The code only works for kmeans, but it shows how such a plot can be produced, and could be later modified so to offer methods that will connect with different clustering algorithms.

How does the function work: The function I present here gets a data.frame/matrix with a row for each observation, and the variable dimensions present in the columns. The function assumes the data is scaled. The function then goes about calculating the cluster centers for our data, for varying number of clusters. For each cluster iteration, the cluster centers are multiplied by the first loading of the principal components of the original data. Thus offering a weighted mean of the each cluster center dimensions that might give a decent representation of that cluster (this method has the known limitations of using the first component of a PCA for dimensionality reduction, but I won’t go into that in this post). Finally all of our data points are ordered according to their respective cluster first component, and plotted against the number of clusters (thus creating the clustergram).

My thank goes to Hadley Wickham for offering some good tips on how to prepare the graph.

source("https://www.r-statistics.com/wp-content/uploads/2012/01/source_https.r.txt") # Making sure we can source code from github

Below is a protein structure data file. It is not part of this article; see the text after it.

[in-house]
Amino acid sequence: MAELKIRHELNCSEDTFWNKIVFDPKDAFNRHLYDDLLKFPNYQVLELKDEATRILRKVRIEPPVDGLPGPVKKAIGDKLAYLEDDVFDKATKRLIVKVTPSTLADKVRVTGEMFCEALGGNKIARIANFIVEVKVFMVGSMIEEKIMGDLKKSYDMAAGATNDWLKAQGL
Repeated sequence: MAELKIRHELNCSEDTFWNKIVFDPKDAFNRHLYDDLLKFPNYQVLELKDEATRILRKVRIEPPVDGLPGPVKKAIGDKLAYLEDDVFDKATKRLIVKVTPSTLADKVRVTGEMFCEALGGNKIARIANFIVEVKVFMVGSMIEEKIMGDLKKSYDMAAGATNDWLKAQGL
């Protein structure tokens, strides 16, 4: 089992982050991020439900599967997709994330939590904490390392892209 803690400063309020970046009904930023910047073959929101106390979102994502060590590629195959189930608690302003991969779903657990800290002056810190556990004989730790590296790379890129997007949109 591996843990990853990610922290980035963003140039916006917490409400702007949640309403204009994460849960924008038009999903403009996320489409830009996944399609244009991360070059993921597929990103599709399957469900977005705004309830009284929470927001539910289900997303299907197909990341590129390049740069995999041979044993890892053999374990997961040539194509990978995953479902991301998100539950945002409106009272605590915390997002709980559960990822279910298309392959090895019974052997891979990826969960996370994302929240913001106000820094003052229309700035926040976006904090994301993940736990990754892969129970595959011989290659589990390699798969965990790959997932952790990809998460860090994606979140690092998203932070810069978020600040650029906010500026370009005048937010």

source_https("https://raw.github.com/talgalili/R-code-snippets/master/clustergram.r")
data(iris)
set.seed(250)
par(cex.lab = 1.5, cex.main = 1.2)
Data <- scale(iris[,-5]) # notice I am scaling the vectors)
clustergram(Data, k.range = 2:8, line.width = 0.004) # notice how I am using line.width. Play with it on your problem, according to the scale of Y.

Here is the output:

Looking at the image we can notice a few interesting things. We notice that one of the clusters formed (the lower one) stays as is no matter how many clusters we are allowing (except for one observation that goes way and then beck). We can also see that the second split is a solid one (in the sense that it splits the first cluster into two clusters which are not "close" to each other, and that about half the observations goes to each of the new clusters). And then notice how moving to 5 clusters makes almost no difference. Lastly, notice how when going for 8 clusters, we are practically left with 4 clusters (remember - this is according the mean of cluster centers by the loading of the first component of the PCA on the data)

If I where to take something from this graph, I would say I have a strong tendency to use 3-4 clusters on this data.

But wait, did our clustering algorithm do a stable job? Let's try running the algorithm 6 more times (each run will have a different starting point for the clusters)

source("https://www.r-statistics.com/wp-content/uploads/2012/01/source_https.r.txt") # Making sure we can source code from github
source_https("https://raw.github.com/talgalili/R-code-snippets/master/clustergram.r")
set.seed(500)
Data <- scale(iris[,-5]) # notice I am scaling the vectors)
par(cex.lab = 1.2, cex.main = .7)
par(mfrow = c(3,2))
for(i in 1:6) clustergram(Data, k.range = 2:8 , line.width = .004, add.center.points = T)

Resulting with: (press the image to enlarge it)

Repeating the analysis offers even more insights. First, it would appear that until 3 clusters, the algorithm gives rather stable results. From 4 onwards we get various outcomes at each iteration. At some of the cases, we got 3 clusters when we asked for 4 or even 5 clusters.